Why I Love…

Art is eternal. It always has been and always will be. The apex of all expression, art is seen as a conduit to the soul, and therefore is looked highly upon by people from many walks of life. It is sad, however, that many people who don’t feel the pull towards art see it as a way to make a quick buck. With every stroke of a brush or with every line of graphite they lay, the artist tells a story of their life in the image they produced. Whether the picture is of a cityscape, or of a mouse hiding in a hole in a wall, the artist speaks. Every single person who has ever felt a shred of pride in their work can be considered an artist. Anyone who has put their pencil to the paper or brush to the canvas for even a fraction of a second has the potential to go farther than they know. The artist knows no bounds and will never follow the rules, simply because there aren’t any to be restricted by. From crayons to pastels, from paint to blood, the artist picks their poison. The emotions a person can feel while looking at a drawing their passed relative lefts can be overwhelming. Happiness and sadness, a blend of melancholy notes, all summed up on a piece of 8″ x 11″ legal printer paper. The colours could be intoxicating as they pour from the corners of each piece. They could be saturated enough to rival a lemon, or they could be drained, leaving a mixture of moods and brain-work in their wake. The image could be composed of nothing but graphite lines and still be brilliant. Art takes it’s place in history as drawings on cavern walls and the etchings within temple ruins. Even nature, in all it’s majestic temporary beauty is art. The way the leaves off the trees dance in the wind, or how each snowflake has an identity in their shape is all art. Art is beauty. Art is alive, and no matter what shape it takes or where it’s found, be it mountains painted on canvas or a world-swallowing black hole billions of light years away, art will always and forever be eternal.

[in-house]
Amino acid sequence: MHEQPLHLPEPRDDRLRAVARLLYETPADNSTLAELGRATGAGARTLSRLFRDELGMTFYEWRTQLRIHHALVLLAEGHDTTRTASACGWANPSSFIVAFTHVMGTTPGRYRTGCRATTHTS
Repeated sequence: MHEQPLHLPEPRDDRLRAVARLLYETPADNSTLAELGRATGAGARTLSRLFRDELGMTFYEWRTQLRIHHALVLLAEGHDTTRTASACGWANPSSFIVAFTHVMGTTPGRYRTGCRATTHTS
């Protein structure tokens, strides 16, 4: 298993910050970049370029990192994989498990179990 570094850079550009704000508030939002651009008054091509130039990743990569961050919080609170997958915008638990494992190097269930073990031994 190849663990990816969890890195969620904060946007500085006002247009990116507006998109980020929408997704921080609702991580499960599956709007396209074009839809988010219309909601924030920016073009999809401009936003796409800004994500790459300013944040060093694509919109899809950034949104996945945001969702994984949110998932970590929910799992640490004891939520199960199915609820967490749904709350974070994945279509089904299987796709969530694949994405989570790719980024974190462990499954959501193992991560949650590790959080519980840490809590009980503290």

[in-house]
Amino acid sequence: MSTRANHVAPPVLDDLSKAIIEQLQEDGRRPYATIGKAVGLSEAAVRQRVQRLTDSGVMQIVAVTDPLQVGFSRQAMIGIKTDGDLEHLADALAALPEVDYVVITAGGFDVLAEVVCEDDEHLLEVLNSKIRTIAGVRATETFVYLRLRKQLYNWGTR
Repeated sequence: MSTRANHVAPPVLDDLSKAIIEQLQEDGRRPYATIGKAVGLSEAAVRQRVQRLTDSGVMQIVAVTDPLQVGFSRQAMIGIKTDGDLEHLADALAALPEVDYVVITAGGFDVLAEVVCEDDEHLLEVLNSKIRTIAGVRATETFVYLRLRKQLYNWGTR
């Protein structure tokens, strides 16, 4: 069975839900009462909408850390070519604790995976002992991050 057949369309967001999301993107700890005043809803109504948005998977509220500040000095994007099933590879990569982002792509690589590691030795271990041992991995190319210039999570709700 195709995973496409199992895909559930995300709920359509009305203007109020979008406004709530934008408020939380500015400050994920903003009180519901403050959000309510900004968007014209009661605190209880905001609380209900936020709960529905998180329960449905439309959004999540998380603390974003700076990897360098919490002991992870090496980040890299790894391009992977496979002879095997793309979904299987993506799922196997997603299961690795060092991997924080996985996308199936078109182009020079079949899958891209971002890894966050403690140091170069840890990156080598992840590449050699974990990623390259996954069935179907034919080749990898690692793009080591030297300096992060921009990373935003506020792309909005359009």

The Little Rose Button

The button I was given was no bigger than my thumb. As I held it, the one characteristic of the little button that popped out first was that it was very light. As in “I’m hollow” light. The top of the button was made to look like a tiny rose, and judging from the colour and feel of the petals, they had never known paint. The entire button was metal, even the rose, yet unlike the tin bottom, the rose was made of brass. The metallic scent stuck to my fingers the entire time I sat examining the little rose button. The bottom had a raised lump of tin with a hole through it as a means to attach the button to the garment, and inside the hole, I managed to pull out a small red cotton thread, telling me that the button didn’t belong on a coat, or on a jacket as a snap, but on a little red cotton sweater. By the button being metal and not plastic, and the thread being cotton and not polyester, the little rose button most likely came from the 1930’s. Yet, the most prominent aspect of the little rose button was that many of the petals beside the centre were pushed in, as if the button had been crushed at a specific pressure point. The tips of the rose petals were rubbed to a point to make the brass very shiny, leading me to believe that the sweater that the button belonged to was worn a lot, most likely by an old woman who wouldn’t refuse a way to keep warm. Because the Depression happened around the 1930’s, it is probably the best idea to assume that the old woman didn’t have much money to keep her house warm every day, so she would constantly wear her little red cotton sweater. There must have been one day where she was going out on a gravel road into town to buy some coal or firewood, and with the button’s string already beginning to fray, there was enough movement that final time for the little rose button to fall to the gravel road and eventually, someone or something went on top of it, causing it to become dented in a single place from the gravel’s edges below it. After a week or two of being outside, exposed to rain (which caused it to rust a bit on the back), it was noticed and picked up by someone who saw value in the little dented rose button, and therefore taken with them to find a new home. Many years and probably many homes later, through pockets of men to purses of women, it ended up on my desk with a story to tell.